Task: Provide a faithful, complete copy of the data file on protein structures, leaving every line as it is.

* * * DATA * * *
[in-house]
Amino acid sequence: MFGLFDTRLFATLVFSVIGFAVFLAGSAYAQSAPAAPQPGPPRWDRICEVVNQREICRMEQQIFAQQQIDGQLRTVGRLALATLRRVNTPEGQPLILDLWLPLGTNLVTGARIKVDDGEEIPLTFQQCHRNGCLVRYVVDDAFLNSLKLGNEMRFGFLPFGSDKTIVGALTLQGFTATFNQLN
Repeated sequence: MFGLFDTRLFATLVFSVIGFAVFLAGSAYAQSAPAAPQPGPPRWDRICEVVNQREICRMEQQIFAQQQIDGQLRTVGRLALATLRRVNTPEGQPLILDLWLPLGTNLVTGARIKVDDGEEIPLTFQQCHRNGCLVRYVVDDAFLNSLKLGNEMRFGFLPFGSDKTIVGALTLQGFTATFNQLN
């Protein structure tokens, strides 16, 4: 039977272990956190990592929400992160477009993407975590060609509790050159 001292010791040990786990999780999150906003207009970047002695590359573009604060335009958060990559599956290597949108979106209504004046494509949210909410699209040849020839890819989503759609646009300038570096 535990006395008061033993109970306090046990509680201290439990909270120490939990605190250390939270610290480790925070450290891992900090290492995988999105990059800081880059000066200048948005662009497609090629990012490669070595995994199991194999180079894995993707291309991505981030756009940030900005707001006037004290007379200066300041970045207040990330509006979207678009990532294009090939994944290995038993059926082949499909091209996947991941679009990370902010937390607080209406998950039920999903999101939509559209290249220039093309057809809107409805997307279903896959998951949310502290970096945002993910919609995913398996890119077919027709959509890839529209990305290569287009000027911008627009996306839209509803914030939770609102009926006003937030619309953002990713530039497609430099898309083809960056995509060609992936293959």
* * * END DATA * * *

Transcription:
[in-house]
Amino acid sequence: MFGLFDTRLFATLVFSVIGFAVFLAGSAYAQSAPAAPQPGPPRWDRICEVVNQREICRMEQQIFAQQQIDGQLRTVGRLALATLRRVNTPEGQPLILDLWLPLGTNLVTGARIKVDDGEEIPLTFQQCHRNGCLVRYVVDDAFLNSLKLGNEMRFGFLPFGSDKTIVGALTLQGFTATFNQLN
Repeated sequence: MFGLFDTRLFATLVFSVIGFAVFLAGSAYAQSAPAAPQPGPPRWDRICEVVNQREICRMEQQIFAQQQIDGQLRTVGRLALATLRRVNTPEGQPLILDLWLPLGTNLVTGARIKVDDGEEIPLTFQQCHRNGCLVRYVVDDAFLNSLKLGNEMRFGFLPFGSDKTIVGALTLQGFTATFNQLN
């Protein structure tokens, strides 16, 4: 039977272990956190990592929400992160477009993407975590060609509790050159 001292010791040990786990999780999150906003207009970047002695590359573009604060335009958060990559599956290597949108979106209504004046494509949210909410699209040849020839890819989503759609646009300038570096 535990006395008061033993109970306090046990509680201290439990909270120490939990605190250390939270610290480790925070450290891992900090290492995988999105990059800081880059000066200048948005662009497609090629990012490669070595995994199991194999180079894995993707291309991505981030756009940030900005707001006037004290007379200066300041970045207040990330509006979207678009990532294009090939994944290995038993059926082949499909091209996947991941679009990370902010937390607080209406998950039920999903999101939509559209290249220039093309057809809107409805997307279903896959998951949310502290970096945002993910919609995913398996890119077919027709959509890839529209990305290569287009000027911008627009996306839209509803914030939770609102009926006003937030619309953002990713530039497609430099898309083809960056995509060609992936293959």